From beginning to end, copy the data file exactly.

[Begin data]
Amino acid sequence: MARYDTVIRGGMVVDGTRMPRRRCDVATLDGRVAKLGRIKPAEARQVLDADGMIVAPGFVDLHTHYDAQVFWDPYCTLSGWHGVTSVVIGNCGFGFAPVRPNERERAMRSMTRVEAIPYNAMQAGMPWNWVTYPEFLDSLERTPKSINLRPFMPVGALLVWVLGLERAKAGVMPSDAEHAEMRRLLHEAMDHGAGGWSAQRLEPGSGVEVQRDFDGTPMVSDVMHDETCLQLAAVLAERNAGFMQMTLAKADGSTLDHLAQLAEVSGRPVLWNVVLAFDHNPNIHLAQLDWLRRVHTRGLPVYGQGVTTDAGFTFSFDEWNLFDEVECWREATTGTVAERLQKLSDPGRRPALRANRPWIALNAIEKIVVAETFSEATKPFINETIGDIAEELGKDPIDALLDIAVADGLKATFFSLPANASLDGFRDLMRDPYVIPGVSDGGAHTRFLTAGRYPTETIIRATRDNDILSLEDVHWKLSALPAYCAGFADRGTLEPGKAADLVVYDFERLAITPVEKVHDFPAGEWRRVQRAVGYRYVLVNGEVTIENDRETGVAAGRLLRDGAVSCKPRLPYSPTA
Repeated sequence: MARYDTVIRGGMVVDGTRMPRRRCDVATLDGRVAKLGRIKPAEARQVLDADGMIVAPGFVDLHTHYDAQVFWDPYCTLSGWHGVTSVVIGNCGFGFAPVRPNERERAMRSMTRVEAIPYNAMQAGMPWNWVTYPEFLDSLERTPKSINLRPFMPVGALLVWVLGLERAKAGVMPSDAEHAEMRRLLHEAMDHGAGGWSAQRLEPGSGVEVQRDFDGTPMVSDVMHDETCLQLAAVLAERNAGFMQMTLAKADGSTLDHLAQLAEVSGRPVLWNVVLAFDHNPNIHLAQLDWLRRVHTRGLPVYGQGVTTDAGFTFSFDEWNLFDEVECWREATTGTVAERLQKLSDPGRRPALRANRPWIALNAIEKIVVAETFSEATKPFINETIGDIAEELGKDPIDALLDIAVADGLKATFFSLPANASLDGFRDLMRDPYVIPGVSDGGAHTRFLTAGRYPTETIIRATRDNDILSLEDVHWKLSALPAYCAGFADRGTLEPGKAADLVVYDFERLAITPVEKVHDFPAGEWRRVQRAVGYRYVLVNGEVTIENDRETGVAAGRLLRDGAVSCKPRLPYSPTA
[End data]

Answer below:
Amino acid sequence: MARYDTVIRGGMVVDGTRMPRRRCDVATLDGRVAKLGRIKPAEARQVLDADGMIVAPGFVDLHTHYDAQVFWDPYCTLSGWHGVTSVVIGNCGFGFAPVRPNERERAMRSMTRVEAIPYNAMQAGMPWNWVTYPEFLDSLERTPKSINLRPFMPVGALLVWVLGLERAKAGVMPSDAEHAEMRRLLHEAMDHGAGGWSAQRLEPGSGVEVQRDFDGTPMVSDVMHDETCLQLAAVLAERNAGFMQMTLAKADGSTLDHLAQLAEVSGRPVLWNVVLAFDHNPNIHLAQLDWLRRVHTRGLPVYGQGVTTDAGFTFSFDEWNLFDEVECWREATTGTVAERLQKLSDPGRRPALRANRPWIALNAIEKIVVAETFSEATKPFINETIGDIAEELGKDPIDALLDIAVADGLKATFFSLPANASLDGFRDLMRDPYVIPGVSDGGAHTRFLTAGRYPTETIIRATRDNDILSLEDVHWKLSALPAYCAGFADRGTLEPGKAADLVVYDFERLAITPVEKVHDFPAGEWRRVQRAVGYRYVLVNGEVTIENDRETGVAAGRLLRDGAVSCKPRLPYSPTA
Repeated sequence: MARYDTVIRGGMVVDGTRMPRRRCDVATLDGRVAKLGRIKPAEARQVLDADGMIVAPGFVDLHTHYDAQVFWDPYCTLSGWHGVTSVVIGNCGFGFAPVRPNERERAMRSMTRVEAIPYNAMQAGMPWNWVTYPEFLDSLERTPKSINLRPFMPVGALLVWVLGLERAKAGVMPSDAEHAEMRRLLHEAMDHGAGGWSAQRLEPGSGVEVQRDFDGTPMVSDVMHDETCLQLAAVLAERNAGFMQMTLAKADGSTLDHLAQLAEVSGRPVLWNVVLAFDHNPNIHLAQLDWLRRVHTRGLPVYGQGVTTDAGFTFSFDEWNLFDEVECWREATTGTVAERLQKLSDPGRRPALRANRPWIALNAIEKIVVAETFSEATKPFINETIGDIAEELGKDPIDALLDIAVADGLKATFFSLPANASLDGFRDLMRDPYVIPGVSDGGAHTRFLTAGRYPTETIIRATRDNDILSLEDVHWKLSALPAYCAGFADRGTLEPGKAADLVVYDFERLAITPVEKVHDFPAGEWRRVQRAVGYRYVLVNGEVTIENDRETGVAAGRLLRDGAVSCKPRLPYSPTA